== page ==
Wednesday, November 26, 2008

Giving Thanks

Every class period of mine begins with five minutes for a "warm-up" question or prompt to help establish a routine, transition students' focus from the hallway chatter to the lesson, and either to review yesterday's main point or to set up the day's lesson. But yesterday I asked everyone to write down a few things they were grateful for. But if I was sitting in that desk, here's what I'd have written:

I'm thankful for . . .

. . . probably very little, actually. The Holy Spirit urges that we are to be thankful for everything and in every circumstance (Ephesians 5:20; Colossians 2:7; 3:15-18; 1 Thessalonians 5:18). I usually complain or, perhaps more usually, take things for granted instead of acknowledging that I owe my very existence to God. All I am and possess I have received from him. "What do you have that you did not receive? And if you did receive it, why do you boast as though you did not?" (1 Corithians 4:7).

. . . forgiveness of my every trespass, justification, and full-bodied righteousness as free gifts; entrance into the kingdom of God; the guarantee of the Holy Spirit; the sure intheritance of life everlasting in the dwelling place of God.

. . . one year with my wonderful girlfriend Olivia. We can have fun together, whether it's a water fight, playing catch, or looking at paintings. We can pray together--and she is sure teaching me to pray God's Word back to him. We're slowly learning to listen to one another and to communicate. We can encourage each other and "speak the truth in love." We can even do nothing together! Plus she's "pretty darn attractive," I might add.

. . . not going crazy upon moving from Virginia to the Prairie State.

. . . a job where I'm able to be challenged as an educator without being placed under extreme duress or in a hazardous situation.

. . . health insurance and a steady paycheck.

. . . the Spinas' extended hospitality.

. . . another autumn, even if not as beautiful as earlier ones.

. . . a new apartment that is big enough--and for furniture from some generous donors!

. . . parents who are still married and who listen to me (and for one other "parent" who also listens and counsels me).

. . . grilled cheese sandwiches and Campbell's cream of tomato soup.

. . . flavorful beers.

. . . the pale winter light and skeletal, barren trees. The dim lavenders, umbers, ashes, and straws brushed across the horizontal landscape are increasingly beautiful to behold.

. . . friendships both new and old.

. . . the fact that I not only own one Bible, but in fact several.

. . . my ability to read and think, to understand directions, and to dissect written material. I'm learning from my students never to take any simple task for granted.

Oh, and lest we forget, we owe this entire Thanksgiving holiday to a boatfull of crazy Calvinists who made their way across the vast Atlantic to pursue true worship of God. Oops, did I say that?

Friday, November 21, 2008

Why Are Calvinists So Negative?

Ted clued me in to a brief commentary by John Piper titled "Why Are Calvinists So Negative?" Piper, a pastor of Bethlehem Baptist Church in Minneapolis, is a self-declared "seven-point Calvinist" (!).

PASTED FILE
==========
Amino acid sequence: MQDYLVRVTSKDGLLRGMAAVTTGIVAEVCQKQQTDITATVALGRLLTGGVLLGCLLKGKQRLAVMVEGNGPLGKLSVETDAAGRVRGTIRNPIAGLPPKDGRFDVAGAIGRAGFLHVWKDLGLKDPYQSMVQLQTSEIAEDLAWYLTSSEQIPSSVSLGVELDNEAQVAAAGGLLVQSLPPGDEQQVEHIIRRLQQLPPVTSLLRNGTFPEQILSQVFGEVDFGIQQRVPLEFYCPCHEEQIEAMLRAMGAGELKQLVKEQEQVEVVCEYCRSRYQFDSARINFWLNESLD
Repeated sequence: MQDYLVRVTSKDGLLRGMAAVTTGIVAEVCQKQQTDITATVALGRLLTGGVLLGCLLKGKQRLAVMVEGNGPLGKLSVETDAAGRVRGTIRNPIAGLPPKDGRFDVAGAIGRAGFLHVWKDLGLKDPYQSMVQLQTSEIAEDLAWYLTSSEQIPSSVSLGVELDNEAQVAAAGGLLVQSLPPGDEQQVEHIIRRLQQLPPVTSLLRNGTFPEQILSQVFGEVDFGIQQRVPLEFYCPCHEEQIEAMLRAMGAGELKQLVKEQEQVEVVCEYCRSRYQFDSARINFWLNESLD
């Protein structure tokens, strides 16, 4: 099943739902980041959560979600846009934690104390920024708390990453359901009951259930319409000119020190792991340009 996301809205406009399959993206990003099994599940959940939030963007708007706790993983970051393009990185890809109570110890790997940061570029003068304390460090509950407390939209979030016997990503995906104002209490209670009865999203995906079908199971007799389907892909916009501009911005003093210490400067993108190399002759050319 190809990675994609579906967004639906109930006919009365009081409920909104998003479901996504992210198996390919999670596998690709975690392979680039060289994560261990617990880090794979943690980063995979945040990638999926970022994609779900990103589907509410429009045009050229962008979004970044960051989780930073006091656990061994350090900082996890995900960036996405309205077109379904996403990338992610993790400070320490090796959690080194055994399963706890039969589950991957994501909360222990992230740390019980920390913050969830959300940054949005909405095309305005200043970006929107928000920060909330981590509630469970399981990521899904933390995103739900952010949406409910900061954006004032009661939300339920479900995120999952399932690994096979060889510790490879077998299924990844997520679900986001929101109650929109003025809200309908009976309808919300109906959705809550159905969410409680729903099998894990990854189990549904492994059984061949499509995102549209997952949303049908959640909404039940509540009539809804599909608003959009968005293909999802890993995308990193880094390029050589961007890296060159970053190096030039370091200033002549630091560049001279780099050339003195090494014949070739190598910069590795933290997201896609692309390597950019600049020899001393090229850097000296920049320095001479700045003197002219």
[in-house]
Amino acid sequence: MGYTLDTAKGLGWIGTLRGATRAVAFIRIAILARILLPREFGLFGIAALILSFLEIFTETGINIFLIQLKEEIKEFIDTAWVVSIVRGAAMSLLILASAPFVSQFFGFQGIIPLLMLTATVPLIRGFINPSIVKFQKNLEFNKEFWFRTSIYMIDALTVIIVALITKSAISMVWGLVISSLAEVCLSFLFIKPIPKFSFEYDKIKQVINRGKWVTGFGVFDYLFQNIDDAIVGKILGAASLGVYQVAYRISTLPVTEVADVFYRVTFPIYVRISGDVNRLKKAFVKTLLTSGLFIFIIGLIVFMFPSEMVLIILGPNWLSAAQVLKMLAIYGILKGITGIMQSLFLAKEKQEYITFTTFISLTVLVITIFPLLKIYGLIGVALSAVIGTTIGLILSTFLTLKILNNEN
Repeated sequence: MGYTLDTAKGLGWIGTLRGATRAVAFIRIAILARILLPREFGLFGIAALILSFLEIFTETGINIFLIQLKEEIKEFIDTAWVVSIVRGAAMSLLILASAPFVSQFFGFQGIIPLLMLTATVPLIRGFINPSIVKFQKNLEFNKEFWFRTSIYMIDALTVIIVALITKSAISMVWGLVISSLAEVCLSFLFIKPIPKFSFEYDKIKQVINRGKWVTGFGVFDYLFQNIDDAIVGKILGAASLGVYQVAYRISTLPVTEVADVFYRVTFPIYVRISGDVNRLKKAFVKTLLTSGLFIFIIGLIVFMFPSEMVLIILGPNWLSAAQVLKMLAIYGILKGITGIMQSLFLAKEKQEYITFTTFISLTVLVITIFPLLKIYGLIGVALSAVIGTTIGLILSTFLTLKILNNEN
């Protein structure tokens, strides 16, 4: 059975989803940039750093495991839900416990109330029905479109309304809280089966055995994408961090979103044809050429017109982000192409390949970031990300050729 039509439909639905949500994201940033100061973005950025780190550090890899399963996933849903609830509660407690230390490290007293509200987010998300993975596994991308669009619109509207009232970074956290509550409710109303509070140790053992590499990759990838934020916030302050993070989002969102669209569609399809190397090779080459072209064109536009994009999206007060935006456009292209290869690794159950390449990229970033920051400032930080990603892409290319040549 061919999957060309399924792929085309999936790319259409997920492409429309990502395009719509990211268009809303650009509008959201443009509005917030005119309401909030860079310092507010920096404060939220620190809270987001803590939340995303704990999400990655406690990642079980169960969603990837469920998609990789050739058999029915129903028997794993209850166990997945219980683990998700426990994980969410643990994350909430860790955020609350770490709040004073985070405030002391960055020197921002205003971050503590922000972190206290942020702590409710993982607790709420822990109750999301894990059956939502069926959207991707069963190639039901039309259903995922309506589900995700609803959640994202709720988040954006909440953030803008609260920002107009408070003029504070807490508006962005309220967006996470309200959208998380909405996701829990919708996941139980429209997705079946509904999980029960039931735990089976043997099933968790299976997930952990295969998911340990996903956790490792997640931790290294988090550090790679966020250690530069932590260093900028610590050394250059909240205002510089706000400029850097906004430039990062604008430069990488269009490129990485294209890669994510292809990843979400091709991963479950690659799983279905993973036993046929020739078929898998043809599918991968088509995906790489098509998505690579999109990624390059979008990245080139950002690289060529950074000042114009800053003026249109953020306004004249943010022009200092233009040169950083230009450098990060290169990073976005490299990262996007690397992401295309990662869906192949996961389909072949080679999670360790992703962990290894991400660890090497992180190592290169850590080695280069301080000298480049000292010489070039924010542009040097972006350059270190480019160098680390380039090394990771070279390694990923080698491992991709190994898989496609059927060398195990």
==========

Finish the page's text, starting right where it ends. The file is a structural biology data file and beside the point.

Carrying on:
Read it here.

Although I think a better title would be, "Why are Calvinists Often Perceived as Negative?," I think that there's a lot of value in what he says. I think Piper's comments are apropos (yes, Olivia, there's that word again) and frank, given his own stance on soteriology. His three main reasons why Calvinists can be perceived as negative are:

1) The doctrines of grace have an intellectual coherence that attracts logic-oriented people, who tend to operater more in the realm of the mind than of the heart. Therefore they (we) can often be less people-sensitive and, consequently, argumentative.

2) Upon seeing the "doctrines of grace" in the Bible--which really are there, I believe--Calvinists can become upset that they were never taught this stuff their whole lives in the church. They're upset they missed out, and they can be angry that other pastors and churches failed to clearly set forth the wonders of dead people made alive.

3) They try to convince others of the truths they so cherish. The problem is, they're not always tactful and gentle about it, thinking that "converts" can be made by argumentation rather than by the Holy Spirit. (Piper does add, though, that others are just as sinful, that is, sinfully reluctant to acknowledge the teachings of Scripture.)

I that any way we cut it, anyone who takes a stand for his convictions--theological, political, economic, or whatever--will be unpopular. No one likes to be challenged, and ideas are easy to avoid if they're mere transient, flimsy opinions. But inasmuch as we are in fact able to know the Scriptures through the gracious breath of God's Holy Spirit interpreting his Word to us, the fact is--and it's difficult for me to admit this--we now see only "in a mirror dimly." We know the God of grace and the unveiling of his mystery only by incomplete, imperfect prophecies. Only when we are taken home to glory shall we know face to face. (See 1 Corinthians 13:8-13.) Until then, let us rest content with the tensions of Scripture--in hope!

Wednesday, November 19, 2008